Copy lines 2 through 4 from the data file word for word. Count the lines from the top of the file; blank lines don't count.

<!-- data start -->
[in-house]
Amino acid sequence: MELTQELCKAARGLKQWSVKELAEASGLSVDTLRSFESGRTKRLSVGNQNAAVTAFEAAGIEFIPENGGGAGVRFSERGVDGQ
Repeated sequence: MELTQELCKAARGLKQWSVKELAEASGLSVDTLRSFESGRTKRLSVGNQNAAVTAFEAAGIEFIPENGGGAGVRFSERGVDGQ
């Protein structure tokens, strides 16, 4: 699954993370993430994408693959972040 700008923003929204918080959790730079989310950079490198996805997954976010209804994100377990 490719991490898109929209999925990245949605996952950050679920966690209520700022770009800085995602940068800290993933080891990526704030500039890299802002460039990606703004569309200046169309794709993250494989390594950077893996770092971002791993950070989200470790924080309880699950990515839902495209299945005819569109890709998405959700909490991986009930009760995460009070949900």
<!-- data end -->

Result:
Amino acid sequence: MELTQELCKAARGLKQWSVKELAEASGLSVDTLRSFESGRTKRLSVGNQNAAVTAFEAAGIEFIPENGGGAGVRFSERGVDGQ
Repeated sequence: MELTQELCKAARGLKQWSVKELAEASGLSVDTLRSFESGRTKRLSVGNQNAAVTAFEAAGIEFIPENGGGAGVRFSERGVDGQ
């Protein structure tokens, strides 16, 4: 699954993370993430994408693959972040 700008923003929204918080959790730079989310950079490198996805997954976010209804994100377990 490719991490898109929209999925990245949605996952950050679920966690209520700022770009800085995602940068800290993933080891990526704030500039890299802002460039990606703004569309200046169309794709993250494989390594950077893996770092971002791993950070989200470790924080309880699950990515839902495209299945005819569109890709998405959700909490991986009930009760995460009070949900």